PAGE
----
- The Washington Times - Wednesday, October 7, 2015

Yes, it is a bodacious and merry occasion: The Media Research Center stages its annual Dishonors Awards Gala on Thursday night, so large that it can only be housed in the behemoth National Building Museum, a few blocks from the U.S. Capitol. What draws this bustling conservative crowd? It is a rare moment for them to get back at the liberal media and cite those who are the bossiest, most inane, most extreme. And that is why the event is called the “dishonors” awards. And, of course, it is sold out.

Among the conservative stalwarts in attendance: Eagle Forum founder Phyllis Schlafly, columnist Cal Thomas, Judicial Watch President Tom Fitton, funnyman Joe Piscopo, Fox News analyst Andrew Napolitano, broadcast commentator Martha Zoller, talk radio host Chris Plante and David Daleiden, the very determined man behind the undercover Planned Parenthood videos.

“The Media Research Center’s annual gala is our signature event and one of the most anticipated gatherings of the year for conservatives. It’s a great way to catch up with old friends and colleagues. Attendees also get a chance to see the important work we do to expose the most absurd instances of liberal media bias — and have a blast doing so,” the center’s president, Brent Bozell, tells Inside the Beltway.


Now that’s a loaded and complex question, but someone had to ask it. A new YouGov poll reveals that 54 percent of Americans approve the U.S. cooperating with Russia to help fight the Islamic State; that includes 62 percent of Republicans, 52 percent of independents and 50 percent of Democrats. President Obama is not keen on the idea, while Defense Secretary Ashton Carter on Tuesday called Russian strategy “tragically flawed,” and said that any discussions between the nations would be limited to technical fare or safety issues. Oh, but it’s complicated. Find more numbers in the Poll du Jour at column’s end.


Just as the chorus of his cranky critics reaches a crescendo, Donald Trump has his own plans: The Republican front-runner heads to Las Vegas Thursday for a rally at the Cirque du Soleil’s glittering Mystere Theater at the Treasure Island resort, which features a 10,032-square-foot stage and state-of-the-art everything. But of course. Bring it on. Mr. Trump’s resident fans include legendary Vegas crooner Wayne Newton, who revealed to Fox News on Tuesday that the billionaire was his candidate of choice because he “tells the truth.” C-SPAN will cover the rally at 2:30 p.m., incidentally.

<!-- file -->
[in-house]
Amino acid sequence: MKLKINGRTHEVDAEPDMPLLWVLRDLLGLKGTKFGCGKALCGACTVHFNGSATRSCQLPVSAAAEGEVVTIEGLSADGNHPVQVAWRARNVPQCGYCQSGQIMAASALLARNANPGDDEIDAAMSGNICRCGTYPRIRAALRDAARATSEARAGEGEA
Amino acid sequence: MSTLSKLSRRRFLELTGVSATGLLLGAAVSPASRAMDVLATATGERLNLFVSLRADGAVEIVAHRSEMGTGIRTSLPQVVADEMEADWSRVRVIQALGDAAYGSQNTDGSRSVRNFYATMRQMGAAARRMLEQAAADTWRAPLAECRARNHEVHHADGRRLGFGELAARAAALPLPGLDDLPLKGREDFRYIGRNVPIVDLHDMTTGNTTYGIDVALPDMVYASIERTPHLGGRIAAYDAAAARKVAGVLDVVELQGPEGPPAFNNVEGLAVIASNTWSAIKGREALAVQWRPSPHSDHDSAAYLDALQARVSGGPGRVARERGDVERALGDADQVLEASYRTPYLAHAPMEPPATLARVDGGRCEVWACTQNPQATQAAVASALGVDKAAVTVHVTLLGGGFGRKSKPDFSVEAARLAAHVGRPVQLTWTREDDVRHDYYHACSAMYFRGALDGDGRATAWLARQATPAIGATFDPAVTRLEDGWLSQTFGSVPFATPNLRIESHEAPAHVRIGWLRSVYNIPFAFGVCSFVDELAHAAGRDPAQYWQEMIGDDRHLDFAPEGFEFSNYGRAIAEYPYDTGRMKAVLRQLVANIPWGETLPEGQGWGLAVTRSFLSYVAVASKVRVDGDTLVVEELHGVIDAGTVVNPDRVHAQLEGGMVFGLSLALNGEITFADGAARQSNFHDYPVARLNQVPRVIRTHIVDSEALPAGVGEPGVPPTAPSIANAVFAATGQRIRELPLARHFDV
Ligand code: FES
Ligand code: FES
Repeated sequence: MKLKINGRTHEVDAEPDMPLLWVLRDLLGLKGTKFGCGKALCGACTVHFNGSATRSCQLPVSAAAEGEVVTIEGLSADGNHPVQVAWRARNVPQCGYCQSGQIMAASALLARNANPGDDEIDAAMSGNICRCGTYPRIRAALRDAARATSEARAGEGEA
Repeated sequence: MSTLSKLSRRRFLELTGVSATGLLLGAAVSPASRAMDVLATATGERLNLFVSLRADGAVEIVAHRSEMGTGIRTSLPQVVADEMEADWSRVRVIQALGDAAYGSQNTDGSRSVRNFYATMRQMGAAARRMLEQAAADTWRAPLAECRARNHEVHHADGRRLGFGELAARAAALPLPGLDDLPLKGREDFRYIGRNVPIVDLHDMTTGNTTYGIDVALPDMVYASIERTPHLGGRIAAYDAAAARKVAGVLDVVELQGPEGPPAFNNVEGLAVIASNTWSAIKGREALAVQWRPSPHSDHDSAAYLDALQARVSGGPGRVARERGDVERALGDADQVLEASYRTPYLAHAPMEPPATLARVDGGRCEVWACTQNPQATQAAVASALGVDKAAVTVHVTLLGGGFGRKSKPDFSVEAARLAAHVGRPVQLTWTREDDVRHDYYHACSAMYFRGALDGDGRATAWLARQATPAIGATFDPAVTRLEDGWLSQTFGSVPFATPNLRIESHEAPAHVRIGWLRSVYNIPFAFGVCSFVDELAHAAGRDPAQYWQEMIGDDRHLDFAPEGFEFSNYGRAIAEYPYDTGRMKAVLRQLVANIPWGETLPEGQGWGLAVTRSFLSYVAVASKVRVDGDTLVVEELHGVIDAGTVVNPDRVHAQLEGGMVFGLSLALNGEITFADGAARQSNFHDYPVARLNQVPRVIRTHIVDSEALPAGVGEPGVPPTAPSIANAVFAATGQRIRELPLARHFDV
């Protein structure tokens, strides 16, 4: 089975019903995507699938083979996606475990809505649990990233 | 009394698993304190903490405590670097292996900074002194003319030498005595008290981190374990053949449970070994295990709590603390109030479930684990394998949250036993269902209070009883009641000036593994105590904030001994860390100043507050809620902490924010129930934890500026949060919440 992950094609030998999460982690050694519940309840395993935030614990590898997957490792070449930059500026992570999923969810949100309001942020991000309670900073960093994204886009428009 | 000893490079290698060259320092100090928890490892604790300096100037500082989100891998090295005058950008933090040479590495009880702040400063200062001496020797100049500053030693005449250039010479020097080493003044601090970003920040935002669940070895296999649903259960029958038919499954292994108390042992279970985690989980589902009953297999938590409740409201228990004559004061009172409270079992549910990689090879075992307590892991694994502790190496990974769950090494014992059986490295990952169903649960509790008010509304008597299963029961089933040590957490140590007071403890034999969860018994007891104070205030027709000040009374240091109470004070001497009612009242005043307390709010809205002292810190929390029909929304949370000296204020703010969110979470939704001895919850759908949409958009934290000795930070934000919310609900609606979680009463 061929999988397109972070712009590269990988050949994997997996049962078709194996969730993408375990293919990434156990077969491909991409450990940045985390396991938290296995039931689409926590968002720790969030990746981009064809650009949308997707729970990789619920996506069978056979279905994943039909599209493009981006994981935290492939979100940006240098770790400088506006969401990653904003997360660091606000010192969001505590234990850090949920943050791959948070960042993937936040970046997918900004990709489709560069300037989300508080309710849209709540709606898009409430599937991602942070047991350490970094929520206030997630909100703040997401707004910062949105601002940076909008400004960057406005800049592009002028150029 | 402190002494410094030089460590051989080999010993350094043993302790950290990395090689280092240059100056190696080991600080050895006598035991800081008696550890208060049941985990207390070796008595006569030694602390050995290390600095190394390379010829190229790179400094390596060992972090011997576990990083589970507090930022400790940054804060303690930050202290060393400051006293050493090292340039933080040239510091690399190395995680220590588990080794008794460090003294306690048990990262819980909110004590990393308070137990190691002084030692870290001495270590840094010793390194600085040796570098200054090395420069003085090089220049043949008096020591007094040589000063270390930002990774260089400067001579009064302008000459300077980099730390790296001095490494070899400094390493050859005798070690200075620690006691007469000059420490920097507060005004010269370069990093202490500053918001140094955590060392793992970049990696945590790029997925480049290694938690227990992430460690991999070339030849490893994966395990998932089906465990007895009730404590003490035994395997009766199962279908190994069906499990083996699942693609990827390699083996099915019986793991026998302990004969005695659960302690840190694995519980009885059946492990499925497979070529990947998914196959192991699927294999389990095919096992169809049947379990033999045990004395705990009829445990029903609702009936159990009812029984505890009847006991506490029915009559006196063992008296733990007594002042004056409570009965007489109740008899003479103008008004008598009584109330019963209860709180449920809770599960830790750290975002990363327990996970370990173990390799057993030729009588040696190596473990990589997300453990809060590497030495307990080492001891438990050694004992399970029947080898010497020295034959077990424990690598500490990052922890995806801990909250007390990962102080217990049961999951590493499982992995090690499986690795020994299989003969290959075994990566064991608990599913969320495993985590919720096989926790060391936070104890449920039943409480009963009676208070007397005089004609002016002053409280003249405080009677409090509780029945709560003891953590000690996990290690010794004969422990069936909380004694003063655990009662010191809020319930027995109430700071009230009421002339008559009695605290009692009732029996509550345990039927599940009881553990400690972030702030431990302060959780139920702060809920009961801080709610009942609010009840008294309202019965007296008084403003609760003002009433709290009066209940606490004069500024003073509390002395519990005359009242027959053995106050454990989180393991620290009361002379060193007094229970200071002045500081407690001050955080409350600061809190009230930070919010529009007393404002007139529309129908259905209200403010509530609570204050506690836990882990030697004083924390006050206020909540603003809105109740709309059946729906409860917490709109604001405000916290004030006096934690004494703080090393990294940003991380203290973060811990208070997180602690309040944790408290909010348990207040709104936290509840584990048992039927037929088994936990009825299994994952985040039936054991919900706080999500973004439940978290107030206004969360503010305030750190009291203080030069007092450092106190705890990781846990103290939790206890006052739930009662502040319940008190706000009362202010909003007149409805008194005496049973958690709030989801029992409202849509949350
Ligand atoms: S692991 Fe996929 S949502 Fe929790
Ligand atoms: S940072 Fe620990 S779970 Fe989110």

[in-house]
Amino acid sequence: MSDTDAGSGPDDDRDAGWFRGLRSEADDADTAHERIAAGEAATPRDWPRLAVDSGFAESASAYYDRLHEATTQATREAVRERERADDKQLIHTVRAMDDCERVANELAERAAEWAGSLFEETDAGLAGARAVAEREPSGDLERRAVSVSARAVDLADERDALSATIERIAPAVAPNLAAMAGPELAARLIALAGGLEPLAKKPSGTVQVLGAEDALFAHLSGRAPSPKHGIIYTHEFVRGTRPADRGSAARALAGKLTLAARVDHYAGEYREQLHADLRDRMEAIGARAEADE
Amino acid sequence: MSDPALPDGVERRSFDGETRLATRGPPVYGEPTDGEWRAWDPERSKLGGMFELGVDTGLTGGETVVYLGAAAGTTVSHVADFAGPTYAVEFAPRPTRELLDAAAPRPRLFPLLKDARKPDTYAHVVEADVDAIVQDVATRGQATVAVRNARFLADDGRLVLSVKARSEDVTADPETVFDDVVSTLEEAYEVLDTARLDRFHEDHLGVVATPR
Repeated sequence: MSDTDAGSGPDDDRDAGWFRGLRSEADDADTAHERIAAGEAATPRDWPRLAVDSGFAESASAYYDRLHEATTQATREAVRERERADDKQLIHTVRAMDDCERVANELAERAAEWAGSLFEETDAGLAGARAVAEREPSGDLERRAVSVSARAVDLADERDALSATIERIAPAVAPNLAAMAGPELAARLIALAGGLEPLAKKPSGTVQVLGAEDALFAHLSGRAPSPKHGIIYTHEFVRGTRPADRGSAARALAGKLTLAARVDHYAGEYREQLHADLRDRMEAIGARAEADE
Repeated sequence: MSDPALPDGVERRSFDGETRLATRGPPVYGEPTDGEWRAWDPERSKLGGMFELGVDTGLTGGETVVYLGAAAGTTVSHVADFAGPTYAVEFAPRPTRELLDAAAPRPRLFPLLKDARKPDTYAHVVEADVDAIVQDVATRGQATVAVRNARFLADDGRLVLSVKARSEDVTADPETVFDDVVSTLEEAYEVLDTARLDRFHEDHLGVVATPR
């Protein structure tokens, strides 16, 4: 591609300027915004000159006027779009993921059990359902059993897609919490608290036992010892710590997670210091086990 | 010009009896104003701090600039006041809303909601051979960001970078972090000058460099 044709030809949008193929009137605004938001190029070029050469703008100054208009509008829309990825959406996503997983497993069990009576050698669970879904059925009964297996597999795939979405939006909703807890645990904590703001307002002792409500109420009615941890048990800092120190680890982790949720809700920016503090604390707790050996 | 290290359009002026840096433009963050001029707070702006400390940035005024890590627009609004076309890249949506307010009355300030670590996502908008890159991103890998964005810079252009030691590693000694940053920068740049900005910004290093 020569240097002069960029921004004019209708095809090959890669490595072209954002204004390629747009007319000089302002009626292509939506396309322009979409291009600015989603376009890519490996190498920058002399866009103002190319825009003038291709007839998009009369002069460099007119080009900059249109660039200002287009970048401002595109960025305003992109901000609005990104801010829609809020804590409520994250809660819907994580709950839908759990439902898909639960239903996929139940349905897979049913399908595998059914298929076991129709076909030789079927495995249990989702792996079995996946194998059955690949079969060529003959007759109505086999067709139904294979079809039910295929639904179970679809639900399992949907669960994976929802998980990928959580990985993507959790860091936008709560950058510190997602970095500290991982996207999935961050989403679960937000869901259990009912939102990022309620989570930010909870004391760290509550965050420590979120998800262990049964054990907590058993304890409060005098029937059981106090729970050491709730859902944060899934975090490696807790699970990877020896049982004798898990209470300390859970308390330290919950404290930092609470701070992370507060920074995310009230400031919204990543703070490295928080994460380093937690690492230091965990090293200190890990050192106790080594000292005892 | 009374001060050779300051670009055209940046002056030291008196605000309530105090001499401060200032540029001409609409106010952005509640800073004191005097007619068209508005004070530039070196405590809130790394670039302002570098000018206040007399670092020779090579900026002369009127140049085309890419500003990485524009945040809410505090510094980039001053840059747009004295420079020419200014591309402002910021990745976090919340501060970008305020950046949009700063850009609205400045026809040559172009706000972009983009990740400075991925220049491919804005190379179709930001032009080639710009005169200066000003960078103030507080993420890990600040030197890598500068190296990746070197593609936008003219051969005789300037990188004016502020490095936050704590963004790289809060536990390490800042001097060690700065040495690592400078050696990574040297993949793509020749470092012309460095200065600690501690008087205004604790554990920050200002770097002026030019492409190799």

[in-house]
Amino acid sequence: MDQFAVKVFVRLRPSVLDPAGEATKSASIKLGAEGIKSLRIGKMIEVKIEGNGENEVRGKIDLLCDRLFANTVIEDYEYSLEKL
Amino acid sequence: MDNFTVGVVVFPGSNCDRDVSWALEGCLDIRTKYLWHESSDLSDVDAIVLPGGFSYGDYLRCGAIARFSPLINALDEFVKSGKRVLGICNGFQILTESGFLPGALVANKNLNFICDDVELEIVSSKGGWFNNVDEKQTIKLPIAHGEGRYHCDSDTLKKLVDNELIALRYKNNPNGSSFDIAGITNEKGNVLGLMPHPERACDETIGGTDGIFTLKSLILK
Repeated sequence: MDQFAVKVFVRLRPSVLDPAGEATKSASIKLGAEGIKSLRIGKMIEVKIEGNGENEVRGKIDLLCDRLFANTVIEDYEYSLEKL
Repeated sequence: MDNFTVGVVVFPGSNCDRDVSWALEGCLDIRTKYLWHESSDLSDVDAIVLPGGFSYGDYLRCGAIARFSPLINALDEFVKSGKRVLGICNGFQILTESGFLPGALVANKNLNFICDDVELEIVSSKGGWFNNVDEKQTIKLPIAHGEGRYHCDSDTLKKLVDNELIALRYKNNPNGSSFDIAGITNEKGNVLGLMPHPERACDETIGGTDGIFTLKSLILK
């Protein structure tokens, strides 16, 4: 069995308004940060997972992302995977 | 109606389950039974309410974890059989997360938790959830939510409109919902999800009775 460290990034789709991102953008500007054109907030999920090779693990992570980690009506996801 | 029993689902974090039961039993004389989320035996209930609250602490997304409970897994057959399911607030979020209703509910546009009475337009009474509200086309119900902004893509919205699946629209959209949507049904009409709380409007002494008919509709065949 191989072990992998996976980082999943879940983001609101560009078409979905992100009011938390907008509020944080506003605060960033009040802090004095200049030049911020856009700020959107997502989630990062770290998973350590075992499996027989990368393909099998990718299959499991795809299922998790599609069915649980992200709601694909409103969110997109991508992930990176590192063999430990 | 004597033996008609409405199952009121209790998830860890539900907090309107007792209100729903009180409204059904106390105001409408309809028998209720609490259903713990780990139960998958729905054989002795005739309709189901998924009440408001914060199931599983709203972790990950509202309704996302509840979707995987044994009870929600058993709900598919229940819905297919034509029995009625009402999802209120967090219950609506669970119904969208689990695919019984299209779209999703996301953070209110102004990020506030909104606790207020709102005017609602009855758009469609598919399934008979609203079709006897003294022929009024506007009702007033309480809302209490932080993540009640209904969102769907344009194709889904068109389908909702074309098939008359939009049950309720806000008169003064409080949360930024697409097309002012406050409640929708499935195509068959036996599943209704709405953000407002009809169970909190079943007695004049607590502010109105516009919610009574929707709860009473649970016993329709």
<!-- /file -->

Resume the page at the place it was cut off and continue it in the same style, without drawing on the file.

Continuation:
Ah, but Sen. Marco Rubio will also be in Vegas at the very same moment. Mr. Rubio spent his formative teenage years in the town, and plans three days of campaigning, which includes a swank reception at the Bellagio Hotel, a flag football game with donors and fundraising in nearby Sun City.

But the real concern could be this: Where is Sheldon Adelson at the moment? The billionaire philanthropist and Republican uber-donor — who donated $100 million to select Republican candidates during the 2012 presidential election — lives in Las Vegas with his wife Miriam.


“Planned Parenthood Exposed: Examining abortion procedures and medical ethics at the nation’s largest abortion provider”

— A hearing scheduled for Thursday afternoon before the House Judiciary Committee, the fourth addressing whether the organization broke federal laws by selling aborted fetal tissue. The hearing will be covered live by C-SPAN3 at 2 p.m. EDT.